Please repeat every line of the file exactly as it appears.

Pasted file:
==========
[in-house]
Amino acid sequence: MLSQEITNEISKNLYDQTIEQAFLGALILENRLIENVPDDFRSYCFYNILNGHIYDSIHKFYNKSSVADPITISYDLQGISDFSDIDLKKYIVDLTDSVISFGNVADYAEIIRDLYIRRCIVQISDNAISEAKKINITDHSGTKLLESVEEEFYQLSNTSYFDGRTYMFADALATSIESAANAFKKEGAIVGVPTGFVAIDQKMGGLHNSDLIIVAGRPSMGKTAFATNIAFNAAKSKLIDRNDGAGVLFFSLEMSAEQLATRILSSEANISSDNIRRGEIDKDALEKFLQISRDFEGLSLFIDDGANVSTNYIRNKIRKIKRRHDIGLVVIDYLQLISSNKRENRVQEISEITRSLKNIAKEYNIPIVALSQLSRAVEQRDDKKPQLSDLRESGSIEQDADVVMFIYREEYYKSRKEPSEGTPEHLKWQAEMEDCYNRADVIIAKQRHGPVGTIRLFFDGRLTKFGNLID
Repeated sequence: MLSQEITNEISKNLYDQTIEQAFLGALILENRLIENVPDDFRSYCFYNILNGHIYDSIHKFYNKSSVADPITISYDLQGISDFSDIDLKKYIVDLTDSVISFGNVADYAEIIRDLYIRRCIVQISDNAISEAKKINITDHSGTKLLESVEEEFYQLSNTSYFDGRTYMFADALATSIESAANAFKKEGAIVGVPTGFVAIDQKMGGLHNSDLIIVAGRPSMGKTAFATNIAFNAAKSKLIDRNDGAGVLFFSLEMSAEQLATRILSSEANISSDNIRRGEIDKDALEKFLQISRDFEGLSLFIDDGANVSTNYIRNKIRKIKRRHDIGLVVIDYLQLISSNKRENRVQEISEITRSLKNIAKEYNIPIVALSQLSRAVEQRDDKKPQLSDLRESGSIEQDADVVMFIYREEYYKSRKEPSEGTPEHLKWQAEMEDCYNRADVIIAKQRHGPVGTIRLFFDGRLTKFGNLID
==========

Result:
[in-house]
Amino acid sequence: MLSQEITNEISKNLYDQTIEQAFLGALILENRLIENVPDDFRSYCFYNILNGHIYDSIHKFYNKSSVADPITISYDLQGISDFSDIDLKKYIVDLTDSVISFGNVADYAEIIRDLYIRRCIVQISDNAISEAKKINITDHSGTKLLESVEEEFYQLSNTSYFDGRTYMFADALATSIESAANAFKKEGAIVGVPTGFVAIDQKMGGLHNSDLIIVAGRPSMGKTAFATNIAFNAAKSKLIDRNDGAGVLFFSLEMSAEQLATRILSSEANISSDNIRRGEIDKDALEKFLQISRDFEGLSLFIDDGANVSTNYIRNKIRKIKRRHDIGLVVIDYLQLISSNKRENRVQEISEITRSLKNIAKEYNIPIVALSQLSRAVEQRDDKKPQLSDLRESGSIEQDADVVMFIYREEYYKSRKEPSEGTPEHLKWQAEMEDCYNRADVIIAKQRHGPVGTIRLFFDGRLTKFGNLID
Repeated sequence: MLSQEITNEISKNLYDQTIEQAFLGALILENRLIENVPDDFRSYCFYNILNGHIYDSIHKFYNKSSVADPITISYDLQGISDFSDIDLKKYIVDLTDSVISFGNVADYAEIIRDLYIRRCIVQISDNAISEAKKINITDHSGTKLLESVEEEFYQLSNTSYFDGRTYMFADALATSIESAANAFKKEGAIVGVPTGFVAIDQKMGGLHNSDLIIVAGRPSMGKTAFATNIAFNAAKSKLIDRNDGAGVLFFSLEMSAEQLATRILSSEANISSDNIRRGEIDKDALEKFLQISRDFEGLSLFIDDGANVSTNYIRNKIRKIKRRHDIGLVVIDYLQLISSNKRENRVQEISEITRSLKNIAKEYNIPIVALSQLSRAVEQRDDKKPQLSDLRESGSIEQDADVVMFIYREEYYKSRKEPSEGTPEHLKWQAEMEDCYNRADVIIAKQRHGPVGTIRLFFDGRLTKFGNLID